Judge delays ruling in ex-bank CEO Russell Laffitte’s bid to lower bond argued ‘excessive’

A federal magistrate judge in Charleston Wednesday delayed her decision on whether to lower bond for former bank executive Russell Laffitte in a case that alleges he committed fraud in the mishandling of some $3 million under his and the bank’s stewardship.

Magistrate Judge Mary Gordon Baker gave federal prosecutors until Monday to respond to a motion from Laffitte’s attorneys that his bond conditions, which confine him to his home and require him to wear two ankle monitors, are “excessive.”

Laffitte’s motion to relax his bond conditions was not filed until late Tuesday, and prosecutors did not have time to prepare a reply.

A hearing could be scheduled for a later date, Baker said. Laffitte has pleaded not guilty to all fraud charges.

Laffitte, 51, faces multiple federal counts of fraud in alleged schemes involving fraud concerning the misuse of some $3 million in funds from Palmetto State Bank, where he was CEO until being fired in early January. The schemes at the Hampton bank involved money in various conservatorships from legal settlements and a $500,000 line of credit.

In July, a federal grand jury indicted Laffitte on five counts of fraud, alleging he and an unidentified bank customer used the bank as a tool to steal and launder money. Although the “bank customer” was not identified in the indictment, Laffitte’s lawyers — Bart Daniel and Matt Austin — acknowledged in their Tuesday court filing that that customer was in fact Alex Murdaugh.

The federal grand jury last week charged Laffitte with an additional crime, alleging that in 2015 he approved a $500,000 line of credit that was supposed to go for farming purposes. But a $284,787 cashier’s check written on that line of credit went instead to Murdaugh, who used the money for personal expenses, the indictment said.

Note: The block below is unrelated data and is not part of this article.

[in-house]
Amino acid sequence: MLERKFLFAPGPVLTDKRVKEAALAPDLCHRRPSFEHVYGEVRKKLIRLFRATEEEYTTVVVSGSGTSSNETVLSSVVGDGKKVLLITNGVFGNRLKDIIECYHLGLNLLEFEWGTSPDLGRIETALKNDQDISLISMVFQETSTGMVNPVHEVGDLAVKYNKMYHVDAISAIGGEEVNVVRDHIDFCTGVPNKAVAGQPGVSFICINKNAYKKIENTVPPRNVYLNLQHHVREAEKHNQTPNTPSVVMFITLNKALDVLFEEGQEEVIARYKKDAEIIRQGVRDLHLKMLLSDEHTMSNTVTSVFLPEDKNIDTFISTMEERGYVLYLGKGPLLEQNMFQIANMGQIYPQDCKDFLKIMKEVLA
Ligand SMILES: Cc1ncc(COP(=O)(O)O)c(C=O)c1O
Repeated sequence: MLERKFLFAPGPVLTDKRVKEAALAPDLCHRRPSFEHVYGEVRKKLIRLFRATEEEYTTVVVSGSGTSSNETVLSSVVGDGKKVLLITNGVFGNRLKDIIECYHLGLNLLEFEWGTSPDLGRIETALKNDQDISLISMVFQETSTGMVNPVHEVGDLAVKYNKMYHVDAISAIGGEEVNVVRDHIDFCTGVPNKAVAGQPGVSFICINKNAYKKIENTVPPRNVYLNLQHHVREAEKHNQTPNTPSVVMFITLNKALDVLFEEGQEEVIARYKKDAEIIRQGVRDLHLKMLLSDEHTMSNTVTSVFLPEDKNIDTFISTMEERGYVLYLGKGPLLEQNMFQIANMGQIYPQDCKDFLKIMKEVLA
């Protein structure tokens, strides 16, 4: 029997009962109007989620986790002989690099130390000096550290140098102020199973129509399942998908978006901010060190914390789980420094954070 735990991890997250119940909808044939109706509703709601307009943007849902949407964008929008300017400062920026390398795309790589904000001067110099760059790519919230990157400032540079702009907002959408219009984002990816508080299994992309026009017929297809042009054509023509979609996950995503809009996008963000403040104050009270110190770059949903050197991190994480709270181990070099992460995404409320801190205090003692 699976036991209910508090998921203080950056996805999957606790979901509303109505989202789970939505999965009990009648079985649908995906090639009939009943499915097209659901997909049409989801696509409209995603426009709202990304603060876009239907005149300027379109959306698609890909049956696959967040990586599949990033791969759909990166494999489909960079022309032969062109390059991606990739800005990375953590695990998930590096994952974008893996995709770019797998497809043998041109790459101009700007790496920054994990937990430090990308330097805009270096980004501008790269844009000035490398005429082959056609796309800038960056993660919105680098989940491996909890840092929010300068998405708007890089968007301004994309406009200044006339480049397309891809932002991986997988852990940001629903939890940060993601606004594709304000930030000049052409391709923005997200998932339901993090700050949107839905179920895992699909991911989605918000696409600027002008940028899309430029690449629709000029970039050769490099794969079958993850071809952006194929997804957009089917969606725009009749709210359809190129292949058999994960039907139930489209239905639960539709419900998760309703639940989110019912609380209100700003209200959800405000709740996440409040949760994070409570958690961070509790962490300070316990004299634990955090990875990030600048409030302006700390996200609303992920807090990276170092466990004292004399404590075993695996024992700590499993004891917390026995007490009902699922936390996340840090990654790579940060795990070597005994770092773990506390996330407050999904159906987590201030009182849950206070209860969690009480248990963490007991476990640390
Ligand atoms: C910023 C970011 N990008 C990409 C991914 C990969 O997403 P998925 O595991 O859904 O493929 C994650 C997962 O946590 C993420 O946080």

Since July, a federal magistrate judge has allowed Laffitte to go free on $500,000 bond but required him to wear an ankle monitor and stay confined to his home, except for certain limited circumstances. Laffitte was required to post $25,000 to remain out of jail pending a trial at an unscheduled date.

Laffitte also wears an ankle monitor on his other leg as a condition set by his indictment in May on state fraud charges similar to the ones he was indicted on by federal authorities.

A state grand jury has accused Laffitte of working with Murdaugh to steal money in conservatorships under the stewardship of Palmetto State Bank.

Laffitte is “a presumptively innocent defendant charged with non-violent crimes, no criminal history, and who has voluntarily appeared numerous times” and he should not be confined to his house and forced to wear two ankle monitors, his lawyers wrote in their motion seeking relaxed bond conditions.

Because of his association with Murdaugh, Laffitte has found himself at the “center of an unprecedented media firestorm” that has caused his bond conditions to be unduly high, Laffitte’s attorneys said.

“Amidst the explosion of coverage, several individuals have found themselves the subject of intense scrutiny for no other reason than their connection with one man — Alex Murdaugh. The same can be said for Mr. Laffitte,” the motion added.

The motion also argued that the controversies affecting their client include recent “credible allegations by counsel for Alex Murdaugh that (state) grand jury information has been leaked to media outlets by members of the State prosecution team.”

Dick Harpootlian and Jim Griffin, Murdaugh’s two criminal defense lawyers, alleged in a court filing Monday that state Attorney General Alan Wilson’s office has deliberately leaked confidential derogatory information about Murdaugh to reporters.

Wilson’s office has denied the allegations.

“The unprecedented media focus on this case is impairing Mr. Laffitte’s ability to receive a fair trial and have resulted in the excessive conditions of bail imposed upon him,” Laffitte’s lawyers wrote.

Federal lawyers Emily Limehouse and Winston Holliday are prosecuting the case for the government.

Murdaugh, 54, has been charged with more than $8 million in various financial thefts from his former law firm, former clients, friends, associates and from his own brother, Randy Murdaugh, since last November. He was also charged with the June 2021 killings of his wife Maggie and son Paul at the family 1,700-acre estate.

He has asserted his innocence in that case.

Murdaugh, a member of a four-generation high-profile and well-to-do Lowcountry legal familywas fired from his law firm for stealing money last September.

He has since been disbarred.

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